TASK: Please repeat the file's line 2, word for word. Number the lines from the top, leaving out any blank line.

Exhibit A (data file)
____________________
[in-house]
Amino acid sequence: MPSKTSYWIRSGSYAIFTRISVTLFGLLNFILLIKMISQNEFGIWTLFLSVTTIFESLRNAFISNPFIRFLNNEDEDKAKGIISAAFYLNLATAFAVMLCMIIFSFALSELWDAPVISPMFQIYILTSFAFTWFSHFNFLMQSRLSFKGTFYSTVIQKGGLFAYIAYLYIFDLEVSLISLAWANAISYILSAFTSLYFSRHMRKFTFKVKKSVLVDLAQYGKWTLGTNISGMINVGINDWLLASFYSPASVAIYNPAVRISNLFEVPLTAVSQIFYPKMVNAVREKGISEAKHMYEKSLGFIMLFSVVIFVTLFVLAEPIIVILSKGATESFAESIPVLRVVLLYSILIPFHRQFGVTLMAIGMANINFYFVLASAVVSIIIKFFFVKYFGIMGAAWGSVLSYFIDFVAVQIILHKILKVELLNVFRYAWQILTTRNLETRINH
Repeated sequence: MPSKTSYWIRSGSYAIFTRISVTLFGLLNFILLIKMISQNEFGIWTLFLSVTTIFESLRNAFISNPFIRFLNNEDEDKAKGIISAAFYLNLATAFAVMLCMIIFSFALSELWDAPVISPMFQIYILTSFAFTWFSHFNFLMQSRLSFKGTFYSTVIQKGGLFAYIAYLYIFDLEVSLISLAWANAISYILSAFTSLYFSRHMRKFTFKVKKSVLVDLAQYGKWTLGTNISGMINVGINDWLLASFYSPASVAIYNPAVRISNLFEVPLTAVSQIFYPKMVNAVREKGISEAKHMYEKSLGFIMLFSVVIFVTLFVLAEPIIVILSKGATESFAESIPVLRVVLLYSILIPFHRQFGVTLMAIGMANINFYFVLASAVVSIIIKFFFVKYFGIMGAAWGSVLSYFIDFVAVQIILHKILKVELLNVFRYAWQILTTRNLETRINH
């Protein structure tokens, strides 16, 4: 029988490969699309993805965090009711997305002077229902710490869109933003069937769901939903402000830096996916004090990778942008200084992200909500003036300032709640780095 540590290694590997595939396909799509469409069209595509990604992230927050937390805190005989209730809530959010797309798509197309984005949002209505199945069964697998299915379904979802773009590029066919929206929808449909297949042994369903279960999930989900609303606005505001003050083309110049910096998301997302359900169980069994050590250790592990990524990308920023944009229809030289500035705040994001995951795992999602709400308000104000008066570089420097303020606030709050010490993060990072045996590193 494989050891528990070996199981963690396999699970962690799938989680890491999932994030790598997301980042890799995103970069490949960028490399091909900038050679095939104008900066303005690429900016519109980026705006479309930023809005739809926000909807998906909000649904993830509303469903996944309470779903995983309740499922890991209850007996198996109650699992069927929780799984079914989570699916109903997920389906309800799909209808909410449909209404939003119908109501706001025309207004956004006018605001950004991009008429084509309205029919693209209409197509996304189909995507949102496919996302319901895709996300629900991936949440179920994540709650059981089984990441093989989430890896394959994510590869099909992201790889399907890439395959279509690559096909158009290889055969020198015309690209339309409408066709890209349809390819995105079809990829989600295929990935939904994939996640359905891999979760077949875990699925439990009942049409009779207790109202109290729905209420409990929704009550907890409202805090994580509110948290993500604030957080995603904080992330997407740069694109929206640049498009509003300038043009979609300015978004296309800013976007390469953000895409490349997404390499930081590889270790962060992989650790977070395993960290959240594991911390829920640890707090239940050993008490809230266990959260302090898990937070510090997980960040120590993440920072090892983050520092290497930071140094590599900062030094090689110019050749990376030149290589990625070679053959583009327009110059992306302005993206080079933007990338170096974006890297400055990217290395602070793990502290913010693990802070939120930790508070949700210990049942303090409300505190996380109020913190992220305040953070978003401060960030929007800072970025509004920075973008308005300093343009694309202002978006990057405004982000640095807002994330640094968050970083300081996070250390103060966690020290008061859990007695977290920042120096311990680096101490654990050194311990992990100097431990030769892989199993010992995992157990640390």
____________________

Amino acid sequence: MPSKTSYWIRSGSYAIFTRISVTLFGLLNFILLIKMISQNEFGIWTLFLSVTTIFESLRNAFISNPFIRFLNNEDEDKAKGIISAAFYLNLATAFAVMLCMIIFSFALSELWDAPVISPMFQIYILTSFAFTWFSHFNFLMQSRLSFKGTFYSTVIQKGGLFAYIAYLYIFDLEVSLISLAWANAISYILSAFTSLYFSRHMRKFTFKVKKSVLVDLAQYGKWTLGTNISGMINVGINDWLLASFYSPASVAIYNPAVRISNLFEVPLTAVSQIFYPKMVNAVREKGISEAKHMYEKSLGFIMLFSVVIFVTLFVLAEPIIVILSKGATESFAESIPVLRVVLLYSILIPFHRQFGVTLMAIGMANINFYFVLASAVVSIIIKFFFVKYFGIMGAAWGSVLSYFIDFVAVQIILHKILKVELLNVFRYAWQILTTRNLETRINH